Picture Courtesy: Ashmita Thapa
Almost 9 months has flown by since the day that changed the entire landscape and lifestyle of Nepal. The Gorkha Earthquake that hit Nepal on 25th April, 2015 at 11:56 NST with a magnitude of 7.8 M with its epicenter at the east of the district of Lamjung was one of the worst natural disasters that the country had ever experienced in its recent history. Over 9,000 people were killed and over 23,000 people injured. The earthquake was so strong that it triggered an avalanche on Mount Everest killing at least 19 people.Hundreds of thousands of people were made homeless with nowhere to hide or run to as entire villages and communities were flattened across many districts of the country. Centuries old buildings and natural heritage sites were completely destroyed. The earthquake brought along such devastation and sorrow that thousands of people had to seek shelter at open spaces and build tents in order to protect their families. The DWIT news team paid a visit to one of such campsites in Pasang Lamhu Sadak, Chuchepati where more than 500 people have set up camps and live there permanently because they either lost their homes or they are too afraid to go back. Now, almost 9 months after the disaster, we asked one of the elders how the current situation of the place was. Here’s what he had to say.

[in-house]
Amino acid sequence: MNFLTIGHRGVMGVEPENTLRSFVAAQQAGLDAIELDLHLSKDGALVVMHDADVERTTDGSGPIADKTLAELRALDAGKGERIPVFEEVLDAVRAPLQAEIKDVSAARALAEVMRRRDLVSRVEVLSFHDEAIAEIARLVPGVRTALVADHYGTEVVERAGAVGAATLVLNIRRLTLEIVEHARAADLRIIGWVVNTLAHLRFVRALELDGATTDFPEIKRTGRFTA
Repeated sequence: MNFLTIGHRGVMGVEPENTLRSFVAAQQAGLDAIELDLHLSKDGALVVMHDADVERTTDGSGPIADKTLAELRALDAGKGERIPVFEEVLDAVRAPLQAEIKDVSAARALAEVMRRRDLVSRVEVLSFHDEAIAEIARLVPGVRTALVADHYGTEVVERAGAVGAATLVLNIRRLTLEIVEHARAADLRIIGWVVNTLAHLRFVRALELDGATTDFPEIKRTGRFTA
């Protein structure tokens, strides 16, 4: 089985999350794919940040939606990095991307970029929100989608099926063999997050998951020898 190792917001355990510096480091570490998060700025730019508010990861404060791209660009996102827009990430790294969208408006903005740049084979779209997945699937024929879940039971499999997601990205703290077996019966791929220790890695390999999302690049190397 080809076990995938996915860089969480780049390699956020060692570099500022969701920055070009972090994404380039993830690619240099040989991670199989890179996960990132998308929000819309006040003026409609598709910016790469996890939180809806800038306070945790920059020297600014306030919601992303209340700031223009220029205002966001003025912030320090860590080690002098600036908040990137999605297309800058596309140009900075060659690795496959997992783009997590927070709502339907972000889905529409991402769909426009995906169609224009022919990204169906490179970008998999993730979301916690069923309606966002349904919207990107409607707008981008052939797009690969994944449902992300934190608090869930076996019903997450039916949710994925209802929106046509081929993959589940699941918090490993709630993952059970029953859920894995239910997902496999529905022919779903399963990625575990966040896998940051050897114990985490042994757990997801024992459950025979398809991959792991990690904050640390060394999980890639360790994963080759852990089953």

Q) What Is your name? Where are you from?
“My name is Krishna Tamang. I am originally from Sindhupalchowk.”
Q) Is your family with you here?
“Yes. I live with my wife and my 12-year-old son.”
Q) How long has it been since you moved here?
“We heard about this place from a friend of mine almost a month after the earthquake. When we arrived here, the place was already very packed. We built a small tent near the edge for the time being and as a few people started going back to their homes, we expanded our tent gradually. “
Q) So it’s almost been 9 months since that horrible day, how are the people here getting along?
“The earlier months were certainly extremely tough. We had barely any clothes to wear, food to eat and water to drink. I couldn’t sleep for a month after because every time I closed my eyes, I felt the ground shaking and I got scared to death. We were very fortunate not to lose any member of our family. I know a lot of people here have not been as lucky as I am. People used to cry all the time and a lot of quarrels used to break out. There were concerns about hygiene issues because we didn’t have any toilets and people feared that an epidemic would soon spread. So everyone here has had to go through a lot of grief and sorrow to get to this day.”
Q) Where do the people get food and water from?
“In the earlier months, a lot of people starved due to a lack of supplies. But slowly, we started getting donations from different organizations and individuals. The Hyatt hotel provided us with food and we also got warm clothes for the winter from different organizations. We feel so fortunate to have such kind people looking out for us.”
Q) How long do you plan on staying here? What’s next? Has the government made any decisions?
“Well, to be honest with you, we haven’t heard anything concrete from the government. They always promise to build us temporary houses in our homeland but so far, nothing has been started yet. We don’t know for how long we are going to be stuck here. We don’t know for how long people are going to provide us with funds. No one is content with their current situation here but it doesn’t look like the situation is going to change anytime soon.”
Interview was conduction by joint contribution of Shibesh Duwadi and Ashmita Thapa.
DWIT News will be covering detailed analysis report on Earthquake Victims in following edition as well.